Archive for the ‘J-blip’ Category

Today’s J-blip: gas-neutralizing underwear

Tuesday, November 13th, 2012

Smell? What smell?

Find yourself cutting the cheese in the office often? With Deoest, a line of deodorizing textiles manufactured by Japanese company Seiren, you no longer have to sit red-faced at your desk.

While odor-eliminating products such as T-shirts, socks and bedding have been available since 2008, the one that’s really been raising eyebrows is underwear that absorbs stink. Originally developed for people with irritable bowel problems by Professor Hiroki Ohge of Hiroshima University Hospital, the underwear has apparently found a market among ordinary businessmen. Ceramic material, which contains metal ions, is the key player in containing the odor. Deoest underwear retails at ¥3,200 for men and ¥2,980 for women and can be purchased from Inodore.

News of this product mushroomed on the web this week, thanks to RocketNews24‘s translation of Mainichi Online and a subsequent post on The Huffington Post, but is it truly BIG in JAPAN? Mainichi reported that sales of the whole 22-item deodorizing series has reached 30,000, but we’re skeptical whether its reached boom proportions. Still, as potential stocking stuffer for that special-smelling someone, this one could be a winner.

Today’s J-Blip: Safecast iOS app

Monday, November 12th, 2012

Screenshots of Safecast’s new iPhone application, showing the area around Fukushima Dai-ichi with different filters

In Japan, cute bouncy mascots are often relied on to raise awareness about campaigns or officious entities. We have our doubts, however, about whether the new mission of Kibitan — to steer kids clear of potential hotspots in Fukushima — will have much of an effect. Call us cold-hearted, but when it comes to radiation, we prefer data — reliable, independently gathered data.

For bringing peace of mind to residents of post-3.11 Japan, or travelers thinking about coming here, nothing has come closer than Safecast. We reported on Safecast Japan shortly after last year’s disaster, when the team of volunteers with Geiger counters was building up their operations at Tokyo HackerSpace.

Comprised of radiation experts, industrious hackers and citizen data-collectors, Safecast is still tirelessly cataloging radiation readings and transforming the raw data into user-friendly maps. They’ve come a long way: From an initial Kickstarter campaign, the group is now funded by a grant from the Knight Foundation.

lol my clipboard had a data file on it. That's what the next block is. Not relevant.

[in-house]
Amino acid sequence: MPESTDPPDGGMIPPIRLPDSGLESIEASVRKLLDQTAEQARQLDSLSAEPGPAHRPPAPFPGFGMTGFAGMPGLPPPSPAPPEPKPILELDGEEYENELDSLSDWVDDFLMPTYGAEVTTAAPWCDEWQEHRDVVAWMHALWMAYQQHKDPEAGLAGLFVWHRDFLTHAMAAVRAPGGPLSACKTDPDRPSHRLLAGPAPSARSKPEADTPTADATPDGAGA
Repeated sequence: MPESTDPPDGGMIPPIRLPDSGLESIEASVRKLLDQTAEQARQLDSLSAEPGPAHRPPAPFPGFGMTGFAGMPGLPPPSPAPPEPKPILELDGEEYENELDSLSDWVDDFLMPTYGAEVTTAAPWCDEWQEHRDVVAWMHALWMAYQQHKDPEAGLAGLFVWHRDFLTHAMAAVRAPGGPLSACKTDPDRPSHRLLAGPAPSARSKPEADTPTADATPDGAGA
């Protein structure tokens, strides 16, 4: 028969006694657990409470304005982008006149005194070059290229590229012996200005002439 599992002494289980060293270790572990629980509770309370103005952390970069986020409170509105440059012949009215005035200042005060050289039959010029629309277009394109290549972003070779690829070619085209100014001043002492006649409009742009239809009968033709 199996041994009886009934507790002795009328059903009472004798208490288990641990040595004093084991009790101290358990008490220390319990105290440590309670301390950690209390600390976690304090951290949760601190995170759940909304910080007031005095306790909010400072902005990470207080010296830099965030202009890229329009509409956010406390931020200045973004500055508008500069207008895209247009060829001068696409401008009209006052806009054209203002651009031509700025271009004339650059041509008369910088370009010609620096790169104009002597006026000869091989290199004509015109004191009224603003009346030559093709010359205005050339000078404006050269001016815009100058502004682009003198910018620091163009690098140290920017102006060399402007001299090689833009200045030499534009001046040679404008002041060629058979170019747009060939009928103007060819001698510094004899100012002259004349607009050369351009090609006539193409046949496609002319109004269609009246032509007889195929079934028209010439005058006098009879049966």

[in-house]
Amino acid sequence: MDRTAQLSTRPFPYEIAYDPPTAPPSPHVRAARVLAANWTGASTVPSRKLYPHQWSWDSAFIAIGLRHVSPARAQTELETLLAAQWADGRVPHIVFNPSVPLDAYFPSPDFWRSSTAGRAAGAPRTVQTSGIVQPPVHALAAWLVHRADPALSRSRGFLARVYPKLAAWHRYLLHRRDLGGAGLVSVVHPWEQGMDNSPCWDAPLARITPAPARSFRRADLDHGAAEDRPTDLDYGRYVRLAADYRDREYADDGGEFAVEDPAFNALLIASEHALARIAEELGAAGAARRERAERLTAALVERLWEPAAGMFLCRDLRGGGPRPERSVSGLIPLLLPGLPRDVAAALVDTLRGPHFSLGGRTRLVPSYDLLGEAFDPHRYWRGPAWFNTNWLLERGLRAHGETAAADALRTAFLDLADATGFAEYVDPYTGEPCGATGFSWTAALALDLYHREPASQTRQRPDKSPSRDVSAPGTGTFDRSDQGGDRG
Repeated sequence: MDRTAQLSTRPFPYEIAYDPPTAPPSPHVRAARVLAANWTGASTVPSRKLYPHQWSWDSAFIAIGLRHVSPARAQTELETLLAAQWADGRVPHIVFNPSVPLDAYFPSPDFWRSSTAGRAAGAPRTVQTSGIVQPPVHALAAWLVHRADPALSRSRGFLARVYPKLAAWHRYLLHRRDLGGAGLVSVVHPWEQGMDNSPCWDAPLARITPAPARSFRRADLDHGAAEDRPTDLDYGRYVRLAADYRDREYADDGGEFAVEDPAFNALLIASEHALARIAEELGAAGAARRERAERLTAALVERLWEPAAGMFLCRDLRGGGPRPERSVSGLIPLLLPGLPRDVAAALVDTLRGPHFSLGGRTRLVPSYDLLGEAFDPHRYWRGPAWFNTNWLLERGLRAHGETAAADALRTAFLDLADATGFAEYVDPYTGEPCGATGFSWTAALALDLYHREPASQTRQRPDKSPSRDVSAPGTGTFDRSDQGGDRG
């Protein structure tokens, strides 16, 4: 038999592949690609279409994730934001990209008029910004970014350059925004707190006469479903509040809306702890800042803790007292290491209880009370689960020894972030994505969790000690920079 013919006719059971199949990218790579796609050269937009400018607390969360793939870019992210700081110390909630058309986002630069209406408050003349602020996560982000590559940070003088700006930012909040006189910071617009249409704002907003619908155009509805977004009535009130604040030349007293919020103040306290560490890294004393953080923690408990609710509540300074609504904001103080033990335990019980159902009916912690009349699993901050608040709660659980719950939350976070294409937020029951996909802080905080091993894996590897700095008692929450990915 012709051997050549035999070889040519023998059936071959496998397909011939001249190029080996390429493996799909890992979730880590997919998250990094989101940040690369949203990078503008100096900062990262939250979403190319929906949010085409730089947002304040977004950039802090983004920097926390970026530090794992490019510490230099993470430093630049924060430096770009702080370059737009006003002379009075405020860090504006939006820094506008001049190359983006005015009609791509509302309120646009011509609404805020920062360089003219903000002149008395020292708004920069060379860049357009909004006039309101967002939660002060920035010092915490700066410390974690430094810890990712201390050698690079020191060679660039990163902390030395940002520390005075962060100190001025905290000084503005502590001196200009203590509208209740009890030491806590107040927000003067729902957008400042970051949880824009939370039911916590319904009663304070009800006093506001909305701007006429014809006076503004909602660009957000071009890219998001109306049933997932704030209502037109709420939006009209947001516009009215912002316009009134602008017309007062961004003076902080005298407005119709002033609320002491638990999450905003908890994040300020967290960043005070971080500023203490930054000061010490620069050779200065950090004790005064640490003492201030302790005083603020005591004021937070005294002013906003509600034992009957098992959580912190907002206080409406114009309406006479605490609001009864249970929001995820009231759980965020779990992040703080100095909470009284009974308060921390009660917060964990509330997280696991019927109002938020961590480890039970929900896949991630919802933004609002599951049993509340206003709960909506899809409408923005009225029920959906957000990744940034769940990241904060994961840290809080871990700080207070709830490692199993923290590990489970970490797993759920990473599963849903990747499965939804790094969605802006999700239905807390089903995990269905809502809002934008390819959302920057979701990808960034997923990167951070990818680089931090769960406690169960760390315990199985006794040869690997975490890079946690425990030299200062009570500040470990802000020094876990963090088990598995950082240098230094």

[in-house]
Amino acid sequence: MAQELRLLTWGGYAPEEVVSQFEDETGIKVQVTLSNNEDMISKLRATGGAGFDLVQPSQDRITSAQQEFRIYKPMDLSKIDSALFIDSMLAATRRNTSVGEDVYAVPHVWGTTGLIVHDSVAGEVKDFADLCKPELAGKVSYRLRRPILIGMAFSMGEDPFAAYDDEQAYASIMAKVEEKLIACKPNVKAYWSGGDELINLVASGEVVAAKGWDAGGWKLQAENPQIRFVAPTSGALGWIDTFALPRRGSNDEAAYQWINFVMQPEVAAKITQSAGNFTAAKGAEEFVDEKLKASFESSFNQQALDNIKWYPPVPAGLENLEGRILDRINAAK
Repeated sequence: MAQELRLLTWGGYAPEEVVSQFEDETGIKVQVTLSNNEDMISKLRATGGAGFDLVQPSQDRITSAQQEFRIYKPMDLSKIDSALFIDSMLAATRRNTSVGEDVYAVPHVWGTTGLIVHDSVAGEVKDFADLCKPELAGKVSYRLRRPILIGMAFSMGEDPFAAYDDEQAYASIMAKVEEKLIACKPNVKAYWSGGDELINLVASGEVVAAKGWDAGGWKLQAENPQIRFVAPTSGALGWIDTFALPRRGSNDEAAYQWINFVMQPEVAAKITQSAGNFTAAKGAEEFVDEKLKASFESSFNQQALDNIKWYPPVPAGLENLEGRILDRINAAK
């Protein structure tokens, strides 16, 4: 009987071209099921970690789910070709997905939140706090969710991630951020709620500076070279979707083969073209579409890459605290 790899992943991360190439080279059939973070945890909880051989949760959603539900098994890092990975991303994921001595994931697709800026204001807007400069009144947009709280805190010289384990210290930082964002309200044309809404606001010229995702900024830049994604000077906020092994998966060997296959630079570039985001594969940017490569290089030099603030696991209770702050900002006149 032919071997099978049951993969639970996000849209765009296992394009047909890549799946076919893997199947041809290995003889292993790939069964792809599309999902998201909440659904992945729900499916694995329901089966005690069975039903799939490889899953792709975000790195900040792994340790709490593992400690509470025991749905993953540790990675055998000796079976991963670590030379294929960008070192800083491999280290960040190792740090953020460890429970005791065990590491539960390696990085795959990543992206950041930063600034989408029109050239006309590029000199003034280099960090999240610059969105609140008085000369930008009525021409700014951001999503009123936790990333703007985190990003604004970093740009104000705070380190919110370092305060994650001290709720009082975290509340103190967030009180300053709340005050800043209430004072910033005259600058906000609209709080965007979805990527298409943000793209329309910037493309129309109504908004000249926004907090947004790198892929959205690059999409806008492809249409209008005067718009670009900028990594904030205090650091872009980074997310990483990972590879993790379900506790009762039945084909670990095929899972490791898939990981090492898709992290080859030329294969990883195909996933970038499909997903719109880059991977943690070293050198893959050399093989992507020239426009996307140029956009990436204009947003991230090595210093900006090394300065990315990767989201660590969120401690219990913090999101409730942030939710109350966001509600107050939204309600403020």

Safecast recently launched an iOS application. Its most attractive feature is the “virtual Geiger counter,” which shows you their collected radiation readings, plus readings from the U.S. Department of Energy, for your current location. It’s strangely addictive. There is also a bunch of filters to play around with, which allow you to look specifically for, say, Cesium 137. Best of all, it’s free.

Apparently you can also hook up your own Geiger counter to the app and send readings back into the Safecast system.

Kibitan, we suggest that you download this one now.

Safecast and U.S. Department of Energy readings for the greater Tokyo area as seen on the Safecast iPhone app.

Today’s J-blip: Otoshidama Kit Kat

Friday, November 9th, 2012

The snake and the Kat.

There are many perks to being a kid in Japan, and receiving money just because it’s New Year is one of them. As if that isn’t enough fun, Kit Kat will soon be releasing the otoshidama version for the fourth year in a row. Being an ’80s kid doesn’t seem all that cool now, does it?

Otoshidama is the money children get from adult relatives during the New Year. It usually comes sealed in a prettily patterned envelope. On this year’s otoshidama box, Kit Kat, in collaboration with Japan Post Holdings, features a cute snake on the package to represent the Chinese zodiac sign of the upcoming year and a message can be written on the back of the package to wish your addressee luck.

Kit Kat product collectors, take note: If you’re fortunate to get your hands on the special edition you’ll get Kit Kat gift envelope. Oooh.

And while we’re on the topic. Have you noticed that Kit Kat has been more saku saku (crispy) in recent years? This Japanese snack blogger lets you know what she thought of the otoshidama Kit Kat for the Rabbit year.

Crunchiness aside, you should purchase your own New Year money pack, which will be on sale at local post offices Nov. 1-Jan. 13.

Today’s J-blip: Mangazara

Thursday, November 1st, 2012

Ahahaha! Is that your salad laughing at you?

These manga-inspired plates are making it fun to play with your food again. Award-winning product designer Mika Tsutai created these plates (or zara) to look like frames straight out of a Japanese comic. They are designed so that when food is carefully positioned just right, it will seem to jump into a story. Always felt like you could hear your salad roaring with laughter? Or wanted to underline the satisfying thwack of your knife chopping up a tonkatsu? These plates bring the illusion to life and product website Comicalu has a list of their specifications. Dishes in the collection are priced at ¥2980 a piece and can be purchased at the Tsutaya entertainment chain in Japan.

Today’s J-Blip: Red Bull Curates Canvas Cooler Project

Monday, October 29th, 2012

Artist and fashion designer Akiyoshi Mishima at work on the Red Bull Curate Canvas Cooler project. (Photo by Hiro Ikematsu)